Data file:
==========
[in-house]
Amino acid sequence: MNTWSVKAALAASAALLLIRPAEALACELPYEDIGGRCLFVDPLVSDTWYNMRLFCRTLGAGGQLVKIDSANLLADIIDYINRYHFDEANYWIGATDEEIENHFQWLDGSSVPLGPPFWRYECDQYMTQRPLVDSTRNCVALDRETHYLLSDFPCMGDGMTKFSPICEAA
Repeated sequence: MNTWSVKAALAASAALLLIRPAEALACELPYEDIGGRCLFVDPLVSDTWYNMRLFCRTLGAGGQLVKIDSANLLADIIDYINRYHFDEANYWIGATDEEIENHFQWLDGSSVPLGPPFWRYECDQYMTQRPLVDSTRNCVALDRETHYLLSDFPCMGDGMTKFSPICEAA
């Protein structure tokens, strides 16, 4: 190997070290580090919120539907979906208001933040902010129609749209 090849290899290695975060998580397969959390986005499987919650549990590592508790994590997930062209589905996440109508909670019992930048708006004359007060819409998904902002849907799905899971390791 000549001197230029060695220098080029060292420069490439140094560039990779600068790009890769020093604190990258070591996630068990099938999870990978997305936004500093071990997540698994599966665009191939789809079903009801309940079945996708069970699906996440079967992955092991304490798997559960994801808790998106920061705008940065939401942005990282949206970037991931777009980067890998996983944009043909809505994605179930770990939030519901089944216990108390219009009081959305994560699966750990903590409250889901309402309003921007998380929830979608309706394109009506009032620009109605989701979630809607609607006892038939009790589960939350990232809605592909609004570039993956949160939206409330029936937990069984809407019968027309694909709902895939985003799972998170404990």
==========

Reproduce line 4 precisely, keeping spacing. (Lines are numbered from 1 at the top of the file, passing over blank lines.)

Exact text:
């Protein structure tokens, strides 16, 4: 190997070290580090919120539907979906208001933040902010129609749209 090849290899290695975060998580397969959390986005499987919650549990590592508790994590997930062209589905996440109508909670019992930048708006004359007060819409998904902002849907799905899971390791 000549001197230029060695220098080029060292420069490439140094560039990779600068790009890769020093604190990258070591996630068990099938999870990978997305936004500093071990997540698994599966665009191939789809079903009801309940079945996708069970699906996440079967992955092991304490798997559960994801808790998106920061705008940065939401942005990282949206970037991931777009980067890998996983944009043909809505994605179930770990939030519901089944216990108390219009009081959305994560699966750990903590409250889901309402309003921007998380929830979608309706394109009506009032620009109605989701979630809607609607006892038939009790589960939350990232809605592909609004570039993956949160939206409330029936937990069984809407019968027309694909709902895939985003799972998170404990």